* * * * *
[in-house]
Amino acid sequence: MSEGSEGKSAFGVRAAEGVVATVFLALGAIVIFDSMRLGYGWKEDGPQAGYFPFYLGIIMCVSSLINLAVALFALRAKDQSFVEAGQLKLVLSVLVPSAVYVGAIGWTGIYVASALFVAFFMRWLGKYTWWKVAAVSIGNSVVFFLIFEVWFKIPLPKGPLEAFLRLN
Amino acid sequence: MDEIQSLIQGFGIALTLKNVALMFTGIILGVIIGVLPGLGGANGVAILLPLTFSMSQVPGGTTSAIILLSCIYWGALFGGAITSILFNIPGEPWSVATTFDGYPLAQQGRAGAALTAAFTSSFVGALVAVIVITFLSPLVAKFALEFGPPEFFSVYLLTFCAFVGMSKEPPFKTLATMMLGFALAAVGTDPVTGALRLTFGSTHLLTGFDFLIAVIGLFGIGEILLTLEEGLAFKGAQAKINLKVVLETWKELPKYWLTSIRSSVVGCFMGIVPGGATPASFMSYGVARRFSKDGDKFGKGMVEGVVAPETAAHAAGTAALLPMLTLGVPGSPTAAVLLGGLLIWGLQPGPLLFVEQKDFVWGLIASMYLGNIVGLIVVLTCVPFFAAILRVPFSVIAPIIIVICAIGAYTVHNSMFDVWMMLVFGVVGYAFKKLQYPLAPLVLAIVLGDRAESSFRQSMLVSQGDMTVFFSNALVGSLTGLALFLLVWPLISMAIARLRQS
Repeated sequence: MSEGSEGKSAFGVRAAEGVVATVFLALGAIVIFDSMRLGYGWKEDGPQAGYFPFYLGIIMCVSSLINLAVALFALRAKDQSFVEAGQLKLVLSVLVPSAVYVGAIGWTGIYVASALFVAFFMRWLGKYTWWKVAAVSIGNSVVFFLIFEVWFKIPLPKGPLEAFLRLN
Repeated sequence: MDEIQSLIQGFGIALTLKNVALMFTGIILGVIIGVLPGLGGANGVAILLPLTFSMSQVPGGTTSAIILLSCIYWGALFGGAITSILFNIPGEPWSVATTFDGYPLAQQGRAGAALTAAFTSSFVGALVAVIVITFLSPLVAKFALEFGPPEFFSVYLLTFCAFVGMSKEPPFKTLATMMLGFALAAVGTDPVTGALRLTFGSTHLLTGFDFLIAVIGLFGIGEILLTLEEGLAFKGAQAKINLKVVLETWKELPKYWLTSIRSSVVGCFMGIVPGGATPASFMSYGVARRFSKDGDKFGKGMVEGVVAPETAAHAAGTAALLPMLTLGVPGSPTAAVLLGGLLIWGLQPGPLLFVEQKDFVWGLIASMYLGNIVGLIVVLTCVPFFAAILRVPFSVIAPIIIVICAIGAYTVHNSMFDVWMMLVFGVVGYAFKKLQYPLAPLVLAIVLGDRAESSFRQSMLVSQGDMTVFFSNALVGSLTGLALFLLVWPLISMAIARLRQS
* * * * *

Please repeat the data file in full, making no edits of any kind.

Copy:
[in-house]
Amino acid sequence: MSEGSEGKSAFGVRAAEGVVATVFLALGAIVIFDSMRLGYGWKEDGPQAGYFPFYLGIIMCVSSLINLAVALFALRAKDQSFVEAGQLKLVLSVLVPSAVYVGAIGWTGIYVASALFVAFFMRWLGKYTWWKVAAVSIGNSVVFFLIFEVWFKIPLPKGPLEAFLRLN
Amino acid sequence: MDEIQSLIQGFGIALTLKNVALMFTGIILGVIIGVLPGLGGANGVAILLPLTFSMSQVPGGTTSAIILLSCIYWGALFGGAITSILFNIPGEPWSVATTFDGYPLAQQGRAGAALTAAFTSSFVGALVAVIVITFLSPLVAKFALEFGPPEFFSVYLLTFCAFVGMSKEPPFKTLATMMLGFALAAVGTDPVTGALRLTFGSTHLLTGFDFLIAVIGLFGIGEILLTLEEGLAFKGAQAKINLKVVLETWKELPKYWLTSIRSSVVGCFMGIVPGGATPASFMSYGVARRFSKDGDKFGKGMVEGVVAPETAAHAAGTAALLPMLTLGVPGSPTAAVLLGGLLIWGLQPGPLLFVEQKDFVWGLIASMYLGNIVGLIVVLTCVPFFAAILRVPFSVIAPIIIVICAIGAYTVHNSMFDVWMMLVFGVVGYAFKKLQYPLAPLVLAIVLGDRAESSFRQSMLVSQGDMTVFFSNALVGSLTGLALFLLVWPLISMAIARLRQS
Repeated sequence: MSEGSEGKSAFGVRAAEGVVATVFLALGAIVIFDSMRLGYGWKEDGPQAGYFPFYLGIIMCVSSLINLAVALFALRAKDQSFVEAGQLKLVLSVLVPSAVYVGAIGWTGIYVASALFVAFFMRWLGKYTWWKVAAVSIGNSVVFFLIFEVWFKIPLPKGPLEAFLRLN
Repeated sequence: MDEIQSLIQGFGIALTLKNVALMFTGIILGVIIGVLPGLGGANGVAILLPLTFSMSQVPGGTTSAIILLSCIYWGALFGGAITSILFNIPGEPWSVATTFDGYPLAQQGRAGAALTAAFTSSFVGALVAVIVITFLSPLVAKFALEFGPPEFFSVYLLTFCAFVGMSKEPPFKTLATMMLGFALAAVGTDPVTGALRLTFGSTHLLTGFDFLIAVIGLFGIGEILLTLEEGLAFKGAQAKINLKVVLETWKELPKYWLTSIRSSVVGCFMGIVPGGATPASFMSYGVARRFSKDGDKFGKGMVEGVVAPETAAHAAGTAALLPMLTLGVPGSPTAAVLLGGLLIWGLQPGPLLFVEQKDFVWGLIASMYLGNIVGLIVVLTCVPFFAAILRVPFSVIAPIIIVICAIGAYTVHNSMFDVWMMLVFGVVGYAFKKLQYPLAPLVLAIVLGDRAESSFRQSMLVSQGDMTVFFSNALVGSLTGLALFLLVWPLISMAIARLRQS